Statistical Analysis

For the statistical analysis of multiple comparisons, the 1-way ANOVA was performed if data passed the D’Agostino-Pearson normality test, or the nonparametric Kruskal-Wallis test was used instead (GraphPad Prism 7). For the statistical analysis for 1-way ANOVA and Kruskal-Wallis test, Dunn’s multiple comparisons test was performed as post hoc test. For the 2-group comparison, the unpaired t test was performed with Welch’s correction if data passed the D’Agostino-Pearson normality test, or the unpaired nonparametric Mann-Whitney U test was applied using GraphPad Prism 7. Data are expressed as mean±SD. All statistical tests were 2-sided.

RESULTS

Differential Requirement of TIE1 and TIE2 in Cardinal Vein Specification

To investigate if TIE receptors are required for the specification of cardinal veins, we analyzed the Tie1 and Tek mutant mice during early embryogenesis. As shown by immunofluorescent staining of the pan-endothelial marker PECAM1, plus TIE1 or TIE2 in Figure 1A (embryonic day 8.75, E8.75), both TIE receptors were expressed in the dorsal aortas (DA) and anterior cardinal veins. To further characterize their functions in the cardinal vein formation, we deleted Tie1, Tek or both as previously reported.3,12 We found that the cardinal veins as well as dorsal aortas (7 to 14-somite stages, E8.75) appeared normal in Tie1 deleted mice (Figure 1B), with DLL4 expression in the dorsal aortas but not in cardinal veins. However, TIE2 deficiency led to the upregulation of DLL4 in anterior and posterior cardinal veins (Figure 1C; Figure S1). This is consistent with the previous observation that TIE2 is required for the specification of venous identity.3 Furthermore, the increased DLL4 expression was also detected in the cardinal veins of double Tie1/Tek knockout mice (Tie1ΔICD/ΔICD;Tek−/−), which did not seem to have additional abnormality with cardinal veins as shown in Figure 1D. Aberrant expression of DLL4 was also detected in head regions of Tek and Tie1/Tek double mutant mice (asterisks in Figure 1E and Figure S1). This is consistent with the lack of vein formation in the head regions at later stages (E10.5) observed in Tek mutant mice.3 As shown in Figure 1F, the DLL4 immunostaining signals are first quantified in anterior cardinal veins, which were then normalized against its level in dorsal aortas (DAs) of Tie1ΔICD/ΔICD, Tek−/−, Tie1ΔICD/ΔICD;Tek−/− and control mice. For all the images used for the quantification, the parameters were kept consistent for the confocal microscopic imaging.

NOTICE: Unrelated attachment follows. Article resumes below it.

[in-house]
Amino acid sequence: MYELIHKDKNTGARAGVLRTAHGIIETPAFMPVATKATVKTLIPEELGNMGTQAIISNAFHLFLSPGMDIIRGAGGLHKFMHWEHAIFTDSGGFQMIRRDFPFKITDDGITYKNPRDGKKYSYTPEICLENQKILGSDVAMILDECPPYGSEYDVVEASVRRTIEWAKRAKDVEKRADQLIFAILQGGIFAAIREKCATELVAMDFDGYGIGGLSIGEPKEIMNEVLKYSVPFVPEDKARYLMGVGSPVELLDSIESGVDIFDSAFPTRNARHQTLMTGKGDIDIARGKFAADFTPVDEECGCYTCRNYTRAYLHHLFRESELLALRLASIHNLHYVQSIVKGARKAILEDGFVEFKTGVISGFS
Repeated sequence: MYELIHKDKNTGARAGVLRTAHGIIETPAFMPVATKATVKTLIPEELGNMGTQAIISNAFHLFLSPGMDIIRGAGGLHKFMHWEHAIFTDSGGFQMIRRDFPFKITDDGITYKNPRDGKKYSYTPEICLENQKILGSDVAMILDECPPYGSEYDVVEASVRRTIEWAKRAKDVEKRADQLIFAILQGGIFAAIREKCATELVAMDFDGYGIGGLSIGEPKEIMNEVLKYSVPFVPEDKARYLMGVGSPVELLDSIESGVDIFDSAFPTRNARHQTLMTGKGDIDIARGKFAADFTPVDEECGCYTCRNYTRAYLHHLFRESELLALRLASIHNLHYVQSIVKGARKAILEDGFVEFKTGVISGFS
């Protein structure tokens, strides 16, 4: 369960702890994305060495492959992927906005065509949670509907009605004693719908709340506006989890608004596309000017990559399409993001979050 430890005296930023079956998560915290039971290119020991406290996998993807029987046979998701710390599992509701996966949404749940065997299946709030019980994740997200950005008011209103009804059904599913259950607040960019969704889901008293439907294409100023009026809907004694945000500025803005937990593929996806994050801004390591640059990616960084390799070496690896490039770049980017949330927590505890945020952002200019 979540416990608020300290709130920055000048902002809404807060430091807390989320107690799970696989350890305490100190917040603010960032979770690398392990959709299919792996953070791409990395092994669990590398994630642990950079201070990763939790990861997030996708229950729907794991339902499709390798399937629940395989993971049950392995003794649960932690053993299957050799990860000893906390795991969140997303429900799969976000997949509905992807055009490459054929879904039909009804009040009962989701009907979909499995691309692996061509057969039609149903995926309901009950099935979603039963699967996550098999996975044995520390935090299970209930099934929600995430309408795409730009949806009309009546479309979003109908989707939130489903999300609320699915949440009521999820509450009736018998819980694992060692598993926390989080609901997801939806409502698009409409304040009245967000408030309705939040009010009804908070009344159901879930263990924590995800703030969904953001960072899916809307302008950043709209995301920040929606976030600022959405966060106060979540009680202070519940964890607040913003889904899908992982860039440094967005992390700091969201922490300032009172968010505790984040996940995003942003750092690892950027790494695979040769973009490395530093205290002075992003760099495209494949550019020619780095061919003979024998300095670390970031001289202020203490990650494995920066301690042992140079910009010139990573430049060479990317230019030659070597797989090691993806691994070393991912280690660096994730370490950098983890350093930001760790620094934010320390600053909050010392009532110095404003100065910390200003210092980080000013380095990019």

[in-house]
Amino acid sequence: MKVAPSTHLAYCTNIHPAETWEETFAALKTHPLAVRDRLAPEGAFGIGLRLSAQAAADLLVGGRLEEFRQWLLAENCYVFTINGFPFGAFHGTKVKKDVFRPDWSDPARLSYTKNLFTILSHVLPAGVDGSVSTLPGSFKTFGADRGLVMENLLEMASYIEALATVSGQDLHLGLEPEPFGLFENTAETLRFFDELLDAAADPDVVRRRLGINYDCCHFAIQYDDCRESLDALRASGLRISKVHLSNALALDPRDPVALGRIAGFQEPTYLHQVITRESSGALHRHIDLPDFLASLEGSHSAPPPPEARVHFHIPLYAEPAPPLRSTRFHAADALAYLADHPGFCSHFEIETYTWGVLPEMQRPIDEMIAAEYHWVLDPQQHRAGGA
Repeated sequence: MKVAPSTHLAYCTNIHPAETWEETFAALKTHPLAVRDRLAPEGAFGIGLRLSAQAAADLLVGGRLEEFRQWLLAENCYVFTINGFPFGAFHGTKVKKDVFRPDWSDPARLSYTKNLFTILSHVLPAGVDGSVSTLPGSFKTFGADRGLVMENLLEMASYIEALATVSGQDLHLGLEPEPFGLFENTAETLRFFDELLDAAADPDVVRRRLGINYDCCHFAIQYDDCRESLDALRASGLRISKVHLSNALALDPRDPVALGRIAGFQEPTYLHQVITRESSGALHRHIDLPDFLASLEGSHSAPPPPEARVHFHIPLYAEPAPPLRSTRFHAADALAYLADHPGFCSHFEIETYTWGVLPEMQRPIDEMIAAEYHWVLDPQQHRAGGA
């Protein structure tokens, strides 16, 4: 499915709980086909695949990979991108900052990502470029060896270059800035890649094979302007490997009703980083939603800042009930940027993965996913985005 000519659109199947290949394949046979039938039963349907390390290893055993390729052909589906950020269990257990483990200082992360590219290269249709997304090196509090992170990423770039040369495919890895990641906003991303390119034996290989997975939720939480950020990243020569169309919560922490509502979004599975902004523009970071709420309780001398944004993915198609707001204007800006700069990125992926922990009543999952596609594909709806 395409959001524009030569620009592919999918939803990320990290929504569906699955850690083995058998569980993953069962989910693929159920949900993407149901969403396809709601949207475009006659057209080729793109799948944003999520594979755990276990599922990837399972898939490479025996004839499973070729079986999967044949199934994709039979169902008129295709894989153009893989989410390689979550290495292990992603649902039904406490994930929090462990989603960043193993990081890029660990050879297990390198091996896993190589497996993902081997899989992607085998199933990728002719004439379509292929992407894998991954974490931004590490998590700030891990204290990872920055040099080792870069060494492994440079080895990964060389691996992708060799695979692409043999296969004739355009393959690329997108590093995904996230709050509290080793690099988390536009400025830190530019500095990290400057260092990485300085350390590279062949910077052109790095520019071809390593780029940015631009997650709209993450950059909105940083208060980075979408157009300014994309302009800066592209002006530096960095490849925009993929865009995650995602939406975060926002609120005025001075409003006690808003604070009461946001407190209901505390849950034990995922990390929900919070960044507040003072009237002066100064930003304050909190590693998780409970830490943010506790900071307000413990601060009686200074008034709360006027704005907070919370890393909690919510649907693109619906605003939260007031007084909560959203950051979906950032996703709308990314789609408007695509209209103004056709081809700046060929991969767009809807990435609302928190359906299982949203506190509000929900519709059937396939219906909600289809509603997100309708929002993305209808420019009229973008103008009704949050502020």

Figure 1.

Figure 1. Differential requirement of TIE1 (tyrosine kinase with immunoglobulin-like and EGF [epithelial growth factor]-like domains 1) and TIE2 in cardinal vein specification at early embryogenesis. A, Analysis of cardinal veins and aortas (E8.75) by the whole-mount immunostaining for PECAM1 (platelet endothelial cell adhesion molecule 1; green) and TIE1 or TIE2 (red). B through E, Tie1 deletion did not affect cardinal vein formation (B), while Tek deletion altered the endothelial cell identity of cardinal veins (C–E; E8.5-9.0, 7 to 14-somite stages). Expression of arterial marker DLL4 (delta-like canonical Notch ligand 4; red, green for PECAM1) was detected in cardinal veins. Vein formation was disrupted in Tek null (Tek−/−, C) or Tie1/Tek double knockout mice (Tie1∆ICD/∆ICD;Tek−/−, D, E). F, Quantification of DLL4 immunostaining signals in anterior cardinal vein (ACV) normalized against its level in dorsal aorta (DA) at E8.75 (Tie1ΔICD/ΔICD: 0.11±0.08, n=5; Control: 0.18±0.18, n=5; P=0.6905. Tek−/−: 0.49±0.10, n=4; control: 0.14±0.08, n=6; P=0.0095. Tie1ΔICD/ΔICD;Tek−/−: 0.60±0.17, n=5; control: 0.14±0.09, n=4; P=0.0159). Asterisk in E points to DLL4 negative vessels, which are absent in Tie1/Tek double knockout mice. Arrows point to anterior cardinal veins and arrowheads to dorsal aortas. Scale bar: 200 µm in A, B, and D (far left); and the rest scale bars in A–E, 50 µm.

Disruption of Cutaneous Vein Formation and Alignment With Arteries After Tie1 Deletion